Articles  |    |  October 26, 2016

Homo Technologicus: Threat or Opportunity?

Article by Kevin Warwick.
Published in Philosophies 2016.


Homo sapiens is entering a vital era in which the human-technology link is an inexorable trend. In this paper a look is taken as to how and why this is coming about and what exactly it means for both the posthuman species Homo technologicus and its originator Homo sapiens. Clearly moral and ethical issues are at stake. Different practical experimentation results that relate to the theme are described and the argument is raised as to why and how this can be regarded as a new species. A picture is taken of the status of cyborgs as it stands today but also how this will change in the near future, as the effects of increased technological power have a more dramatic influence. An important ultimate consideration is whether Homo technologicus will act in the best interests of Homo sapiens or not. This paper concludes that the answer is clear.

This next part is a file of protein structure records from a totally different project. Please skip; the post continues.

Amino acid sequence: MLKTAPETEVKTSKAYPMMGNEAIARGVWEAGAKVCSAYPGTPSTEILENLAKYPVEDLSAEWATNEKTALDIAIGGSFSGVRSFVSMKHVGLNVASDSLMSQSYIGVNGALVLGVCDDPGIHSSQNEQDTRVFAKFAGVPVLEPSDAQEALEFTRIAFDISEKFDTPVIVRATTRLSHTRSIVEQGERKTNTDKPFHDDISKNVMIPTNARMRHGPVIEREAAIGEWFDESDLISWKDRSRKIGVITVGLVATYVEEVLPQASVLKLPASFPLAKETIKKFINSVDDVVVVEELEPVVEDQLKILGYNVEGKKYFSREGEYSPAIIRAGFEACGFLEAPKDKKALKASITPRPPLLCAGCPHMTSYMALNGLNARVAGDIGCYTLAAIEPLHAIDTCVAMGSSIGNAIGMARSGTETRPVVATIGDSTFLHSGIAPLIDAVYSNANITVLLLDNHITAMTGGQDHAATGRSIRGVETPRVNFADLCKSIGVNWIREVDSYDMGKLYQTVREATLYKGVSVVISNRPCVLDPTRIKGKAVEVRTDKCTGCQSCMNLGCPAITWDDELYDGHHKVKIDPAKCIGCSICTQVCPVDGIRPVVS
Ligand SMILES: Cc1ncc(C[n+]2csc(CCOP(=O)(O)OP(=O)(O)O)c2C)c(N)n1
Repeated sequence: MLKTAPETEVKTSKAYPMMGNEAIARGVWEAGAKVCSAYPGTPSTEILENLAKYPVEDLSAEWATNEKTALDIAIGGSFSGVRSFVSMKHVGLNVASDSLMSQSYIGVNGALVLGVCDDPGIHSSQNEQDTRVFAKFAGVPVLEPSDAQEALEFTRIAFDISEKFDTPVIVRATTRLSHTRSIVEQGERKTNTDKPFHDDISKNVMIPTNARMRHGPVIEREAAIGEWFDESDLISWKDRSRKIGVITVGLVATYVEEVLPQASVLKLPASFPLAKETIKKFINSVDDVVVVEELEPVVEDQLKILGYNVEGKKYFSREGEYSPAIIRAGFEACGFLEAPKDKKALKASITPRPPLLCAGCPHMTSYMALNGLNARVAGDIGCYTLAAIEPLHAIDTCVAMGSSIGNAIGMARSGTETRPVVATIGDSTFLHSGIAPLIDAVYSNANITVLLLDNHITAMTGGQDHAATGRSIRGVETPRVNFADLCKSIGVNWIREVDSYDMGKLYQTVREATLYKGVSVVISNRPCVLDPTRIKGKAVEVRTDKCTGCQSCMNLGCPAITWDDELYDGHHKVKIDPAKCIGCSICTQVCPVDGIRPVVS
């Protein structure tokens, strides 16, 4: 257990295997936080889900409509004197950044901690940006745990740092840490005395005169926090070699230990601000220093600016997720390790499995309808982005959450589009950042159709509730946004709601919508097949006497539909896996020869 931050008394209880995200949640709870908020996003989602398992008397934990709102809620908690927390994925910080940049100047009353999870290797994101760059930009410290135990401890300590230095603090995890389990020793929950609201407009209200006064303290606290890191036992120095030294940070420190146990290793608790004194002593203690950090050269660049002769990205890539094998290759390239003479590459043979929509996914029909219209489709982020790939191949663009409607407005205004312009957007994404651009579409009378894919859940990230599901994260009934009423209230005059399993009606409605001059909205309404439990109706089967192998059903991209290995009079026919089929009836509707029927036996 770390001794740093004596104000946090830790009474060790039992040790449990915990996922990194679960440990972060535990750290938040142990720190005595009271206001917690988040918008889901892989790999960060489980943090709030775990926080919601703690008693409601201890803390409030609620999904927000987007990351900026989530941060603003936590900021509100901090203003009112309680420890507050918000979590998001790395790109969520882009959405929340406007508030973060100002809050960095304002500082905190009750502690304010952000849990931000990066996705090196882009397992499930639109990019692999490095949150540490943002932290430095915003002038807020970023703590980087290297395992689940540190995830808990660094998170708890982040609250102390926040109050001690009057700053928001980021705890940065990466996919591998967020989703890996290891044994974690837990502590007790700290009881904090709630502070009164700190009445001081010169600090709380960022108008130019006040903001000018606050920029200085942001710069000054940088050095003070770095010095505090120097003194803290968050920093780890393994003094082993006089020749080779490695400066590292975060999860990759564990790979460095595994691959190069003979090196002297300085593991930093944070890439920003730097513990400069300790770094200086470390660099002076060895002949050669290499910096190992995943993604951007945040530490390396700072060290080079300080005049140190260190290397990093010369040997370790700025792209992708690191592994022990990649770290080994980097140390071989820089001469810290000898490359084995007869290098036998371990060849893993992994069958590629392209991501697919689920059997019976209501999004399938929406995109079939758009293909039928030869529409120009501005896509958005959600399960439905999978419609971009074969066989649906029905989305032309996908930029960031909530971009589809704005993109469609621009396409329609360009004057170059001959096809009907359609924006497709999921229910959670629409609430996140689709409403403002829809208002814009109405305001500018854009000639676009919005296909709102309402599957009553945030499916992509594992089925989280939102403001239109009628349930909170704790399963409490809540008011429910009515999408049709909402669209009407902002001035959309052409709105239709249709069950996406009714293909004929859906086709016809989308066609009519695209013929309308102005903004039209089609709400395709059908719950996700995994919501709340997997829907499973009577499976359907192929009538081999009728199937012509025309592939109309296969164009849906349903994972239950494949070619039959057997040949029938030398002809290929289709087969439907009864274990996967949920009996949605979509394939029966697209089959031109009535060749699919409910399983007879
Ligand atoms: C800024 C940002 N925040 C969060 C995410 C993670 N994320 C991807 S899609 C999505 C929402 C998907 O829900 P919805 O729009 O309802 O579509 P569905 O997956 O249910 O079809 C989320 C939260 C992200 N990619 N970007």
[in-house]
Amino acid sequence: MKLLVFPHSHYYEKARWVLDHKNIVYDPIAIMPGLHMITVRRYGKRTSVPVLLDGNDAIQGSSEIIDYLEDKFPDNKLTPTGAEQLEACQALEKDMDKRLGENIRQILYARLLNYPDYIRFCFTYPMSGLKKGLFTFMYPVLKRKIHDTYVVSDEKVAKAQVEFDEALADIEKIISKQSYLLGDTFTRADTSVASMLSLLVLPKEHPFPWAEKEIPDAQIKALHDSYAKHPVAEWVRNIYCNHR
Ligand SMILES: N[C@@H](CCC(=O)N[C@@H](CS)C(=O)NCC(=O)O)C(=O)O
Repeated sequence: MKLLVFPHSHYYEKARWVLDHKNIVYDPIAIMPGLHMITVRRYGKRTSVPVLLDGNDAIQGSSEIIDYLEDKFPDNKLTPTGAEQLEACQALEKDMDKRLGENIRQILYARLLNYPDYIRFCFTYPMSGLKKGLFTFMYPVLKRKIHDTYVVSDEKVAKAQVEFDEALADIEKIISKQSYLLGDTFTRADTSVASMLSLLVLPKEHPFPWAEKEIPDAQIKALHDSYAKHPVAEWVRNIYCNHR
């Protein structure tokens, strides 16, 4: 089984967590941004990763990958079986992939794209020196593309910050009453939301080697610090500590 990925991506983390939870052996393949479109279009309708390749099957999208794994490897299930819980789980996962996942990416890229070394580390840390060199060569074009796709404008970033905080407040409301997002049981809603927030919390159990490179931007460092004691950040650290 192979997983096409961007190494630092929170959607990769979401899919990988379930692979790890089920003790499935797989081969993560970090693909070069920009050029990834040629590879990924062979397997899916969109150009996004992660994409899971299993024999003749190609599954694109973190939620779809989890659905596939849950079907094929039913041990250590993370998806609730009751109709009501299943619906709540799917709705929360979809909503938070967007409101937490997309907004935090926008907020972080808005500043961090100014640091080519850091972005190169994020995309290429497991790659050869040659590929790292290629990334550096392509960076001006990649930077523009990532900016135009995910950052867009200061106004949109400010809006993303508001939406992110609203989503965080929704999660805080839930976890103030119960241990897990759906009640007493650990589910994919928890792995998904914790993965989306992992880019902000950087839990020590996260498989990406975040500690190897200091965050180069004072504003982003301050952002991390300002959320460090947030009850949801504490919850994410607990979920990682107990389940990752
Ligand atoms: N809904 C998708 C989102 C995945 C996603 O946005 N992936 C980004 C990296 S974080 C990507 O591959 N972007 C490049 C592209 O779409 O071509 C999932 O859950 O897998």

The subject area of cyborgs and posthumanism has been well developed in the social sciences and humanities for many years now. This has been influenced strongly by the general trend of humans to embrace technology in their everyday lives and depend on it for their existence. At the center of the discussion is ‘Homo technologicus, a symbiotic creature in which biology and technology intimately interact’, with the overall effect that the end result is ‘not simply “Homo sapiens plus technology”, but the original Homo sapiens morphed by the addition of technology into ‘a new evolutionary unit, undergoing a new kind of evolution in a new environment’ .

But we must consider what, in practice, we mean by Homo technologicus. The critical element here is the concept of boundary. As has been pointed out by many researchers, the human brain is affected by the technology around us. It develops over time to interact more efficiently with that technology. However it is perhaps somewhat flippant to suggest that we are therefore all cyborgs, even though there may well be a gradual change in our neural make up over a period as a result of the environment around us. Some have gone further and suggested that a blind man with his cane is a cyborg, on the basis that the cane feeds important information to the man about his local environment. Meanwhile a pair of glasses or a hearing aid for a deaf person could be regarded in the same way. In recent years many researchers in the field of wearable computers have become self-professed cyborgs whilst, in some instances, having much less interaction with the object worn than the blind man with his cane . . .